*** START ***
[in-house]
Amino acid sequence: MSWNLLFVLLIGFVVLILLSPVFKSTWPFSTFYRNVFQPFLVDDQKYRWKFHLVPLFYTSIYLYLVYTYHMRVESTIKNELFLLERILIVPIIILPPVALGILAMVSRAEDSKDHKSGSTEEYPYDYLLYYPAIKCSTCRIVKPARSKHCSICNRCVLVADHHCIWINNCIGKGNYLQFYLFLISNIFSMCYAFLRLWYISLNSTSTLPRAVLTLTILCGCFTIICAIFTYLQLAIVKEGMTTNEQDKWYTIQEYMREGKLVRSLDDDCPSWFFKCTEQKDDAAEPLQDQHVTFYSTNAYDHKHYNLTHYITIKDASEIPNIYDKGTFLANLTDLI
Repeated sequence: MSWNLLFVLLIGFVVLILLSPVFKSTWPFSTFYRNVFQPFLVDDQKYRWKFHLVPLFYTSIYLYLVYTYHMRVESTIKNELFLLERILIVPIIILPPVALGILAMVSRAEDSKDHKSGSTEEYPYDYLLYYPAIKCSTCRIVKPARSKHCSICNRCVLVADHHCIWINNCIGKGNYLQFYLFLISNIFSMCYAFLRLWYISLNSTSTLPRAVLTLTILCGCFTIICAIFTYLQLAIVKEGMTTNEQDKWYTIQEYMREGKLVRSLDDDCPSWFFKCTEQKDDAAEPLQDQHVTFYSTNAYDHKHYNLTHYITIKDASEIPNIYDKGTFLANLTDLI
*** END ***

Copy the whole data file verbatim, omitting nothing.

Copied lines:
[in-house]
Amino acid sequence: MSWNLLFVLLIGFVVLILLSPVFKSTWPFSTFYRNVFQPFLVDDQKYRWKFHLVPLFYTSIYLYLVYTYHMRVESTIKNELFLLERILIVPIIILPPVALGILAMVSRAEDSKDHKSGSTEEYPYDYLLYYPAIKCSTCRIVKPARSKHCSICNRCVLVADHHCIWINNCIGKGNYLQFYLFLISNIFSMCYAFLRLWYISLNSTSTLPRAVLTLTILCGCFTIICAIFTYLQLAIVKEGMTTNEQDKWYTIQEYMREGKLVRSLDDDCPSWFFKCTEQKDDAAEPLQDQHVTFYSTNAYDHKHYNLTHYITIKDASEIPNIYDKGTFLANLTDLI
Repeated sequence: MSWNLLFVLLIGFVVLILLSPVFKSTWPFSTFYRNVFQPFLVDDQKYRWKFHLVPLFYTSIYLYLVYTYHMRVESTIKNELFLLERILIVPIIILPPVALGILAMVSRAEDSKDHKSGSTEEYPYDYLLYYPAIKCSTCRIVKPARSKHCSICNRCVLVADHHCIWINNCIGKGNYLQFYLFLISNIFSMCYAFLRLWYISLNSTSTLPRAVLTLTILCGCFTIICAIFTYLQLAIVKEGMTTNEQDKWYTIQEYMREGKLVRSLDDDCPSWFFKCTEQKDDAAEPLQDQHVTFYSTNAYDHKHYNLTHYITIKDASEIPNIYDKGTFLANLTDLI